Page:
Osteopenia refers to a loss of bone mass. It is not as severe as osteoporosis, but osteopenia serves as a risk factor for developing osteoporosis. The differentiation between osteopenia and osteoporosis lies in the measurement of bone mineral density. A T-score of -1 to -2.5 means the individual has low bone density and will be diagnosed with osteopenia. A t-score of -2.5 or lower means the individual likely has osteoporosis.
Osteopenia rarely causes symptoms. A proper bone density scan is required to determine if a patient has osteopenia.
The following are the few symptoms that osteopenia may cause:
- Bone pain in one area
- Bone fracture, sometimes without pain
Because osteopenia and osteoporosis are caused by thinning bone density, the risk factors are very similar.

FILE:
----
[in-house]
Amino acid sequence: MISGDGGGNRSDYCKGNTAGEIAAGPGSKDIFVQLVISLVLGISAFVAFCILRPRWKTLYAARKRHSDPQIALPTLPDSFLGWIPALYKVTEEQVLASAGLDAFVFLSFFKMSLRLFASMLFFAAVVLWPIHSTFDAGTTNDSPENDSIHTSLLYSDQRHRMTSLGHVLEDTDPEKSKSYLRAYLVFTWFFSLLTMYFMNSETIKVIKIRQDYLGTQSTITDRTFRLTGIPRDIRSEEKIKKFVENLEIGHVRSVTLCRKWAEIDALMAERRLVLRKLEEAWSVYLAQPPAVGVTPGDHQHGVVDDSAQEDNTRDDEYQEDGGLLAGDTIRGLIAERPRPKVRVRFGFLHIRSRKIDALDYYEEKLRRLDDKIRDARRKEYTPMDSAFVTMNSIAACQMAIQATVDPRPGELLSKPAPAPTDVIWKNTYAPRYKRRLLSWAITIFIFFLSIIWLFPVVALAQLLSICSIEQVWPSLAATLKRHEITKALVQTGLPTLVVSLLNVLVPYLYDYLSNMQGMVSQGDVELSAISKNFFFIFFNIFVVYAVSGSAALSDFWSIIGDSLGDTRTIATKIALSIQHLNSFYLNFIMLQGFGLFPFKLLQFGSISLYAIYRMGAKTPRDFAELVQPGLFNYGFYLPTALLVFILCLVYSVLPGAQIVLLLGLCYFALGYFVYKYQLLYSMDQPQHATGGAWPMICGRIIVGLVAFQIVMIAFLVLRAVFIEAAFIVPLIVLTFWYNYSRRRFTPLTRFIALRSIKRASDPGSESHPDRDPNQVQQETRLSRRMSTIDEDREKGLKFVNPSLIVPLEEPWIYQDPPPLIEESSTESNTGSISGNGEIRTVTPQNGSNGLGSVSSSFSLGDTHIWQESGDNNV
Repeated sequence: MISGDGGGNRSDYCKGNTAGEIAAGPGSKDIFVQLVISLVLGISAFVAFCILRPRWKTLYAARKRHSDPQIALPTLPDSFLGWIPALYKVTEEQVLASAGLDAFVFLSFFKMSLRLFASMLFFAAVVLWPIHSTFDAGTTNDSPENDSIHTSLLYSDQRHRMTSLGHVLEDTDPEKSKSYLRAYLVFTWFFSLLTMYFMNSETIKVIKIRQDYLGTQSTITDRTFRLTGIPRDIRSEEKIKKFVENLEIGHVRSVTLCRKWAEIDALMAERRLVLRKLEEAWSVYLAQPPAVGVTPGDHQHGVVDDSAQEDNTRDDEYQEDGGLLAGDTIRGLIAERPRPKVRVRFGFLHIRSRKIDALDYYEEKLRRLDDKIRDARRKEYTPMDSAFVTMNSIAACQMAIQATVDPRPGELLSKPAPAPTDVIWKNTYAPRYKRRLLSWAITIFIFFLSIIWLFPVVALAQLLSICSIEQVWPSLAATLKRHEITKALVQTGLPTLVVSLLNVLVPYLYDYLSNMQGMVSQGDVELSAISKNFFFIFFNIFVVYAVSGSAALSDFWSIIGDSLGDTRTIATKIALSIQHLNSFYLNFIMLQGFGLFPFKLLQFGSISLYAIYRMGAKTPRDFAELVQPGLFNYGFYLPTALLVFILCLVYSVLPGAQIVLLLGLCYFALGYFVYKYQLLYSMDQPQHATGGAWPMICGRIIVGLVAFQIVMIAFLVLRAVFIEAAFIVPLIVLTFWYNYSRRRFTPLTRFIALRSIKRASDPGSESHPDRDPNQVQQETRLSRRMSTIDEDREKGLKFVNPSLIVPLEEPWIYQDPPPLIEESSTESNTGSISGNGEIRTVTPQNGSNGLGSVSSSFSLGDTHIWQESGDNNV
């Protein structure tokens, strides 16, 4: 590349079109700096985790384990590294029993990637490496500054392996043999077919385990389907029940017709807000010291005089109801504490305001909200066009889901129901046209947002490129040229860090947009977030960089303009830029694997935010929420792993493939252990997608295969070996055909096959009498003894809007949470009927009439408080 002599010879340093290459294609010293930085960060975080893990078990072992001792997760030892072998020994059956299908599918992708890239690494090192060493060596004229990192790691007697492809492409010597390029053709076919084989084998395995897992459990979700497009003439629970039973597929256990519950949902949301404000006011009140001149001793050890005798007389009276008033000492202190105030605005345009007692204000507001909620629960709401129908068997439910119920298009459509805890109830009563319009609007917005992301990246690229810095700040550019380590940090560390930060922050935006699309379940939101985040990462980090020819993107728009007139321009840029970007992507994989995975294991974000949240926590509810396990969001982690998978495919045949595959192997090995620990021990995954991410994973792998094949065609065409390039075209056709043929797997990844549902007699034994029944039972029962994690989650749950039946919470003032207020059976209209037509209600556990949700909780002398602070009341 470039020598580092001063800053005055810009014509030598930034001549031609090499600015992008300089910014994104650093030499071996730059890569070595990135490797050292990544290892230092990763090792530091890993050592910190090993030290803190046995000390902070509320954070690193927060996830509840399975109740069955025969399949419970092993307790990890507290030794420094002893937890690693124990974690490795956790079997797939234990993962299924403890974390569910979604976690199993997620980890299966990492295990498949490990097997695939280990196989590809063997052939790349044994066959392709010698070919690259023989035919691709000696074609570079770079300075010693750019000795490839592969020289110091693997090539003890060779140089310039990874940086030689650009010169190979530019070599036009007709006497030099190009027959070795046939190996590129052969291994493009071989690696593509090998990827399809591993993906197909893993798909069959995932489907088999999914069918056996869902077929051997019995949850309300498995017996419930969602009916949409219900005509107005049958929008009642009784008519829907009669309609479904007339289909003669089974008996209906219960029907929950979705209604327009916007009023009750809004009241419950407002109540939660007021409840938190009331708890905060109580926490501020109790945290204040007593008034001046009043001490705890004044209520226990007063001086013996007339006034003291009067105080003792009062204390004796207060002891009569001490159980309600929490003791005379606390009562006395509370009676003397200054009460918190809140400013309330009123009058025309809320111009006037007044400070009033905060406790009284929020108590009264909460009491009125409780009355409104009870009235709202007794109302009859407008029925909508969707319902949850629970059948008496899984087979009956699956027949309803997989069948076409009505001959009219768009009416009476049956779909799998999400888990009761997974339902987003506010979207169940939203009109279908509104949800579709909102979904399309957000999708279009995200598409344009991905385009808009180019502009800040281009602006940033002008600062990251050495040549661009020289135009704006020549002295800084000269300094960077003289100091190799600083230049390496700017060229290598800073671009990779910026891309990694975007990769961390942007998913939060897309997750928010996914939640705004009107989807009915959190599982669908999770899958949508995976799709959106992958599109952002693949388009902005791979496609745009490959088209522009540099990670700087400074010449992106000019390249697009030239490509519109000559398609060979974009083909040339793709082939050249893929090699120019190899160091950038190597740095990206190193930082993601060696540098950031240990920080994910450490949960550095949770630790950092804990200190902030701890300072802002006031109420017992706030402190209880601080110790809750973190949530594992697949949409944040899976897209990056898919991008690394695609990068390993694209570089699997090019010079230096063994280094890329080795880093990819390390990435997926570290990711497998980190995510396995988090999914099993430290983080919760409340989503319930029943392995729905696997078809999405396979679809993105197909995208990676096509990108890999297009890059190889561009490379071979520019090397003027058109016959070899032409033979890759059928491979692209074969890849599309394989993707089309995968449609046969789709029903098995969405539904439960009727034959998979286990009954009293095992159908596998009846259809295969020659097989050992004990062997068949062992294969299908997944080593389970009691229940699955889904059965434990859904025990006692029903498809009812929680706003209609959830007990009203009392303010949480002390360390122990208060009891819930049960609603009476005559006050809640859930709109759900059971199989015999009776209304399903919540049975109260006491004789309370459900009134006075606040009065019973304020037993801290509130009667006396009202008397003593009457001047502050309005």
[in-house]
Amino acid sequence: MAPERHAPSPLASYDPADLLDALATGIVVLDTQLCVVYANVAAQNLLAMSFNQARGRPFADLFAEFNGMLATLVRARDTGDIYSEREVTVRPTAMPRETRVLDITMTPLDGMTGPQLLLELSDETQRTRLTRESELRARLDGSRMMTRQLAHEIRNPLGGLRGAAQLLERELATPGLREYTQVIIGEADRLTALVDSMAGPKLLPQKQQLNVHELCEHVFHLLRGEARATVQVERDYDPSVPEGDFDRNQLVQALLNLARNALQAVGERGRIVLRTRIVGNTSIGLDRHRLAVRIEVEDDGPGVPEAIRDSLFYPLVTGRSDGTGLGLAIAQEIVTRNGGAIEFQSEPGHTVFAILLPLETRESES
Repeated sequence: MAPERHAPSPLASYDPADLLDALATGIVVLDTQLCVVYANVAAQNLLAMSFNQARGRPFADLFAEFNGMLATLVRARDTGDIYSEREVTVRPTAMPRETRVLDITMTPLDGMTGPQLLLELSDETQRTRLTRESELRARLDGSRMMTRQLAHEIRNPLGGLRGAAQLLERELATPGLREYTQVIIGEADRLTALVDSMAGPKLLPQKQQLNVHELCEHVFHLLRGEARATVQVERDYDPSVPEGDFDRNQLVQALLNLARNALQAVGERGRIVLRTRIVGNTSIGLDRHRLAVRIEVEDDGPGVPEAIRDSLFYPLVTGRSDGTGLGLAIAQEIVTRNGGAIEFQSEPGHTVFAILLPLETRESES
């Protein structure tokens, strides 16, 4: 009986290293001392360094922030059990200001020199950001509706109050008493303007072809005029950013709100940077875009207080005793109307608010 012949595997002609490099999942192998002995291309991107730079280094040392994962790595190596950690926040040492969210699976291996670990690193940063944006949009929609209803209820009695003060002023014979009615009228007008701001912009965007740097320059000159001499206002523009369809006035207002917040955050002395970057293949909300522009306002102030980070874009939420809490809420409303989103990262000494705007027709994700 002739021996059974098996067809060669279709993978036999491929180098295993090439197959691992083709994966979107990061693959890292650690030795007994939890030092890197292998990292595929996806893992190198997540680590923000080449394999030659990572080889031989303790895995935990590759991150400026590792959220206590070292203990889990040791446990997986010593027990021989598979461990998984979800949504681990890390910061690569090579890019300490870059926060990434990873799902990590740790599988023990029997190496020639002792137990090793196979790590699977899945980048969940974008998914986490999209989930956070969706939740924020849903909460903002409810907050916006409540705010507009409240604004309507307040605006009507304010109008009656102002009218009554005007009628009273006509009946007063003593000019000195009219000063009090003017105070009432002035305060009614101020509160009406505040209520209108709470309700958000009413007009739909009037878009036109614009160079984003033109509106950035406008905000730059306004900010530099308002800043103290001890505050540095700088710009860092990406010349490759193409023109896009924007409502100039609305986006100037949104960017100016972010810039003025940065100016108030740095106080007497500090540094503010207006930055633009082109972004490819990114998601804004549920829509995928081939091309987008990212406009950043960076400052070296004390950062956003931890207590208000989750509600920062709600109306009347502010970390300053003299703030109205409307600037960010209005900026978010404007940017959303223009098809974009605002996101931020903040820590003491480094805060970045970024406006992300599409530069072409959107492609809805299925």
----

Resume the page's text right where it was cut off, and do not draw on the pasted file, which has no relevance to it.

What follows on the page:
Risk factors and causes for osteopenia:
Gender: Women are more likely to develop osteopenia because they start with less bone mass than men. Menopause usually results in loss of bone mass.
Race: Women of Asian and Caucasian descent are at a higher risk of developing osteopenia.
Family history: If a family member has osteopenia or osteoporosis, a patient is 50-85% more likely to develop it.
Age: At the age of 50, most people begin to lose about 0.5% of bone mass every year.
Lifestyle: A poor diet and deficiency in calcium and vitamin D can lead to loss of bone mass. Smoking, caffeine and heavy alcohol use can also contribute.
Medical conditions: Hyperthyroidism, hyperparathyroidism, and Cushing’s syndrome can lead to osteopenia.
Certain Medications: Several medications, like prednisone or phenytoin, can cause bone loss and result in osteopenia.
If you have multiple risk factors for developing osteopenia, you should talk with a doctor about your bone density. Call Brain2Spine Institute today (727) 351-6902.